Olympic doctors have their hands full

Santiago Freixa of Spain grimaces after breaking his arm

LONDON, England ● Olympic doctors have had 20,000 consultations with athletes, spectators, staff and journalists during London 2012, but the Games’ head medic is quietly confident at how they have been able to fix most people up to get on with the show.

Hockey players have broken bones, wrestlers have suffered bulging black eyes, cyclists have crashed, athletes have torn muscles and spectators have had heart attacks – and according to chief medical officer Richard Budgett, each has been treated swiftly and effectively.

“It’s been really busy. But there’s also been enough time to do things well,” Budgett said at the Olympic Park in the east of London.

“The vast majority have been joint strains or muscle sprains. Some injuries are more serious than others, and broken bones are a fraction of them,” he said. “We’ve got two MRI (magnetic resonance imaging) scanners and they’ve been going flat out from 7 in the morning to 11 at night.”

Budgett is in no doubt about his top priorities. The athletes’ health is paramount, he says, as is getting them back into action.

“They are here for a once-every-four-years event,” he said. “You’ll never get a more motivated bunch.

“It’s up to us and the team doctors to make that call – about whether it’s appropriate for an (injured) athlete to compete. And actually nine times out of 10, it is.

“They may be in some pain, they may have an injury, but as long as there is no dangerous long-term effect of competing, then you get them back out there to do it.”

Athletes at the Games have access to 24-hour free healthcare ranging from state of the art eye care and dentistry to sports physiotherapy, osteopathy and surgery at a 23 million pound ($36 million) “polyclinic” in the Olympic village.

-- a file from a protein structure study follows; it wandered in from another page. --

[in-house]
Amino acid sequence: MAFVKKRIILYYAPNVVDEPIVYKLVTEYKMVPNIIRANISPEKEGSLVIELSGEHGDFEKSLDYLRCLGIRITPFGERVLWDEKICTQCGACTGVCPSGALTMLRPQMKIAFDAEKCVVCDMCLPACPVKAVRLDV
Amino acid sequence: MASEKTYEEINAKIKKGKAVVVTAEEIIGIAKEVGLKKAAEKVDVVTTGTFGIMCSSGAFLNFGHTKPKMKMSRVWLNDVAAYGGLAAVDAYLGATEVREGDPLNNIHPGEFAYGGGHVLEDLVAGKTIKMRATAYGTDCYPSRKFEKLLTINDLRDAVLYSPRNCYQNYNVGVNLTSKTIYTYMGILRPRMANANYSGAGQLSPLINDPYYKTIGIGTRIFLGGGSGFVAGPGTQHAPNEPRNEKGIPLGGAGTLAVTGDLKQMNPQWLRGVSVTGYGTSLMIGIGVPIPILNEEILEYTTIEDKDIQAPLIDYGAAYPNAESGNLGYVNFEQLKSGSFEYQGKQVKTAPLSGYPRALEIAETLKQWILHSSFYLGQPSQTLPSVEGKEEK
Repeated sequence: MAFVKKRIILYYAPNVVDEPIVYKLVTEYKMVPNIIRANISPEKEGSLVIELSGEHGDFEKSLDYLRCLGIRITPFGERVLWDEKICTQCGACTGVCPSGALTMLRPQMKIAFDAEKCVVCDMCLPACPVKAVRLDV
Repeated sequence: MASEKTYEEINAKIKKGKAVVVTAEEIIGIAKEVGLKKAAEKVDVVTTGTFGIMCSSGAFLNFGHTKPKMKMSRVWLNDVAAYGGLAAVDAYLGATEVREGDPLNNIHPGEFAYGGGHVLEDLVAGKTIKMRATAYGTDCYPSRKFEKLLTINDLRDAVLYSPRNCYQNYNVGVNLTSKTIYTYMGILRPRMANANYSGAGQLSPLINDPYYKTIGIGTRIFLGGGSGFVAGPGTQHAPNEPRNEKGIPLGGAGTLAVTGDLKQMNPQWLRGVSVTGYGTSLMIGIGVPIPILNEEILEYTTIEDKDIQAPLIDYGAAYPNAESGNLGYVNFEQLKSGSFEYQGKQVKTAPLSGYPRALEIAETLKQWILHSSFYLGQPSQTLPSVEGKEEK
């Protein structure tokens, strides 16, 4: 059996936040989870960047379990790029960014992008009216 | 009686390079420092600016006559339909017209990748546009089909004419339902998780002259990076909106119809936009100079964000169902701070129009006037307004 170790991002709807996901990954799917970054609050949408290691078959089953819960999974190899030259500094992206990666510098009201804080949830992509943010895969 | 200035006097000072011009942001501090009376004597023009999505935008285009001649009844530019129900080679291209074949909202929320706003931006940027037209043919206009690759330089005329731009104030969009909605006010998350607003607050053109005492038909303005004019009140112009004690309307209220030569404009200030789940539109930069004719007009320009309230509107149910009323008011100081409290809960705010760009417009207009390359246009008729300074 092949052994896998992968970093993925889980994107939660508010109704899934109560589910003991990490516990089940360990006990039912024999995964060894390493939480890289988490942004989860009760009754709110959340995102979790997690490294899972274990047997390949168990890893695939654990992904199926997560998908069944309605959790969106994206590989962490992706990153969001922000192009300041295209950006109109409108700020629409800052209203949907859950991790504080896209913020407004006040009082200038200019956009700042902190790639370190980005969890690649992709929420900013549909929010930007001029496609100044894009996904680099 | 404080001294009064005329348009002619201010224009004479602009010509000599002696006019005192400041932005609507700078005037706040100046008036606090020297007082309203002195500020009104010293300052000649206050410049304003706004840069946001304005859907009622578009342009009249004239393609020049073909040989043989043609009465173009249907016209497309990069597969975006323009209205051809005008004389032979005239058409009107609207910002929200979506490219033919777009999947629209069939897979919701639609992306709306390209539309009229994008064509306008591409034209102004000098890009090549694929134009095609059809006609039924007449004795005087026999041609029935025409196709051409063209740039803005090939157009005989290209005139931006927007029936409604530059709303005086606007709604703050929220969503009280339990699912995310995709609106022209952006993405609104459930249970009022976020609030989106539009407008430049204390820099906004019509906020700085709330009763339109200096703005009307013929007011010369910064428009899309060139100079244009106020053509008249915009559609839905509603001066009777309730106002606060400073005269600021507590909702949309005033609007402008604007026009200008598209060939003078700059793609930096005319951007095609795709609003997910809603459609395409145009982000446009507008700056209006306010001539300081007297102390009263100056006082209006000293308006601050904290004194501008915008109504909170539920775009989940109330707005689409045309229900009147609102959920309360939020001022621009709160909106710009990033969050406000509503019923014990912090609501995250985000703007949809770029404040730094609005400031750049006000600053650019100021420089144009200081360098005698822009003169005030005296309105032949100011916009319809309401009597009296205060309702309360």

Smaller medical teams including physiotherapists, sports medicine specialists and sometimes an emergency doctors, anaesthetists and orthopaedic surgeons are at every sports venue ready to react if someone goes down.

“The venue teams have actually been really quiet,” said Budgett. “Most of the time they don’t even get their hands on an athlete.”

“The overwhelming majority of the work has been at the clinic. In all, we’ve had around 20,000 consultations so far, including about 4,000 with athletes.”

Two people have died, one a man who was knocked off his bike and killed and another a spectator who had a heart attack.

Hockey has seen some of the most dramatic injuries, with the British women’s team captain Kate Walsh suffering a broken jaw and the Spanish men’s team captain Santiago Freixa breaking his arm on the first day of play.

While Freixa’s injury forced him out of the 2012 Games, Walsh was able to come back to compete just six days after her injury.

“The whole aim of the sport medicine service and of these big multidisciplinary teams … is to get the athlete back as quickly as possible,” Budgett said.

“And as we’ve seen with the broken jaw – if treat really effectively, really quickly and really well, then you can get them back to the field of play a few days later.”


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